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This book does what every cookbook and blog post with a recipe in it should do (IMHO anyway). That is, to teach why as much a how. This book is divided into four parts: Salt, Fat, Acid & Heat and in each section, readers will start to understand why and when to use these four elements in cooking. The result is an understanding of the fundamental building blocks to good cooking and recipe development.
Fair warning to everyone on my Christmas list: you’re getting a copy of this book whether you like it or not. While this reference is not vegan-specific, the lessons in it will make you a better cook no matter what your dietary preferences are. Chapters are divided by topics, including lessons on salting vegetables, picking the right potato, controlling the heat from chilies and more! Each lesson includes several recipes through which to try new techniques. I learned so much from this book!
Sustainability & Climate Change
Give a Sh!t by Ashlee Piper
I spend a lot of time reading about why I need to improve my sustainability efforts. I just didn’t know how to improve them…until I read Give a Sh!t. It’s informative with highly attainable suggestions and it’s really, really funny.
If you’re concerned about the environment and how you can do better, you need to take a hard look at food waste. This movie opened my eyes to the tremendous amount of food that is wasted every day and the very serious implications that food waste has on the environment. It’s an eye-opening and inspiring watch!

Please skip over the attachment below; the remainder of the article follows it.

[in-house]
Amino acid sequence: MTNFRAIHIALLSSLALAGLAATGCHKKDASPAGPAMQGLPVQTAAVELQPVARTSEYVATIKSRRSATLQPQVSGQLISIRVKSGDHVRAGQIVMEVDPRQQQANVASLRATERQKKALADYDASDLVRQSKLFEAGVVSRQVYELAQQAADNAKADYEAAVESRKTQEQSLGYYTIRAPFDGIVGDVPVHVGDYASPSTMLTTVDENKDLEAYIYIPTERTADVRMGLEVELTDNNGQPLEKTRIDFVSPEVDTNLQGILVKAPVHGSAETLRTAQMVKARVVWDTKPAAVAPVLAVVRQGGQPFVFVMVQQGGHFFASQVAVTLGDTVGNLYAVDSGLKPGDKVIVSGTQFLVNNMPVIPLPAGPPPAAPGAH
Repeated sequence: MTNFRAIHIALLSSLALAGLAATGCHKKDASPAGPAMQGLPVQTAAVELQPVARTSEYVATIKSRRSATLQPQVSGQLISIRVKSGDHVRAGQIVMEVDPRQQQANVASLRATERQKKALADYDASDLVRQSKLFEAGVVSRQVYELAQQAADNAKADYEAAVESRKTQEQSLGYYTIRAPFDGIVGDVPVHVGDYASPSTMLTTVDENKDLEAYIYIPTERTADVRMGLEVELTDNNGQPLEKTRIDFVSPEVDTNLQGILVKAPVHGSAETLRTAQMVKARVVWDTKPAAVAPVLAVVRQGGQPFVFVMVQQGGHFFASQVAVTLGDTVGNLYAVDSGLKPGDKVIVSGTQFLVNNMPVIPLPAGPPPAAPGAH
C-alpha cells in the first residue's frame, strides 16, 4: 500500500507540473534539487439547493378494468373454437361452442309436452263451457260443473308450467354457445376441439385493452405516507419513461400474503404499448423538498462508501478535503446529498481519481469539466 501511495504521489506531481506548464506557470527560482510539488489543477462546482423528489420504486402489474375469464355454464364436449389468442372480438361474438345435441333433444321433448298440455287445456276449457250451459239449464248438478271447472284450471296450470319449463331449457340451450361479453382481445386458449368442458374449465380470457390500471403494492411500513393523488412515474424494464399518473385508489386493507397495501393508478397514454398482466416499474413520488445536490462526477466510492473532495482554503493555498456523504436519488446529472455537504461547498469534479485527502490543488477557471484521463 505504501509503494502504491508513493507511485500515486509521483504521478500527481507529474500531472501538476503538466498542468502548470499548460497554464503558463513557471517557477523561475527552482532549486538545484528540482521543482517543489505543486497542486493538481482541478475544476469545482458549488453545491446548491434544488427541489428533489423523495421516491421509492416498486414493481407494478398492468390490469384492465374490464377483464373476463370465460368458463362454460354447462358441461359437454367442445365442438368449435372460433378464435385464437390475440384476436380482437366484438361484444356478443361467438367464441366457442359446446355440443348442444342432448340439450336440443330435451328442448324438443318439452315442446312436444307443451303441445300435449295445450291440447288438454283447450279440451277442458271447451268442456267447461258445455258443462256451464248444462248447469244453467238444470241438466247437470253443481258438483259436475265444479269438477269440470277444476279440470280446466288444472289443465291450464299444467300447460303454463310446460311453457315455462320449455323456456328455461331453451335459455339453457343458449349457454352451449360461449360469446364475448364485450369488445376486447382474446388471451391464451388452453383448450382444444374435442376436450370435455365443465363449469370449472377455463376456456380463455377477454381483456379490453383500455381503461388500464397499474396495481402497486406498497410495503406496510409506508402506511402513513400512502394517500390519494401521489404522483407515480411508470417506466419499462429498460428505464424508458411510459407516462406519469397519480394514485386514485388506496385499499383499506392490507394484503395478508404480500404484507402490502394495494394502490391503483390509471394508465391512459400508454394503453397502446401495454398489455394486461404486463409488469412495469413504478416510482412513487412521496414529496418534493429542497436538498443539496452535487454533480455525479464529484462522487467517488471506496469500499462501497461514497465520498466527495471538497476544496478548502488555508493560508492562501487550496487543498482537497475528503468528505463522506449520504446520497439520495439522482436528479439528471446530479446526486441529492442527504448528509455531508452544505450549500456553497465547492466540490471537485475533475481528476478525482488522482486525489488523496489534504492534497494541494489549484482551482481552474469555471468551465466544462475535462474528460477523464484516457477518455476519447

Cooking, Nutrition & Health
Eating on the Wild Side by Jo Robinson
I’m constantly pulling this book off the shelf to reference it. This book is a history lesson in the evolution of the fruits and vegetables we eat every day and how they’ve been changed through human interaction. The author divides the book into fruit and vegetable groups and then discusses what varieties within each group offer the best nutrition. She provides instruction on how to recognize them, store and prepare them.
How Not to Die by Dr. Michael Greger, M.D., FACLM
This book was recommended to me when I first starting thinking about eliminating meat from my diet. I’ve since read it two more times and pick it up as a reference tool constantly. It’s a friendly, informative read, divided into two parts. The first half of the book identifies the top 15 causes of death and then discusses how certain changes in diet and work to protect people from suffering from these outcomes. Part 2 of the book is divided into twelve food groups – things like cruciferous vegetables, beans & legumes, fruits and nuts & seeds. Each chapter discusses how these individual food groups affect disease in the body.
Like most people, I go to the doctor when I’m sick. But, I’ve also become interested in some of the protective & healing powers of essential oils. For example, I long suffered from an inability to sleep. After several years on prescription medication, I switched to using lavender oil to help me fall asleep. However, essential oils aren’t something to get started in without some guidance. This reference book will help you get started understanding the different oils and blends and how they might be used to assist some common ailments. In addition, many essential oils have uses for skin and haircare.
Vegan & Vegetarian Cookbooks
Vegan Reset by Kim-Julie Hansen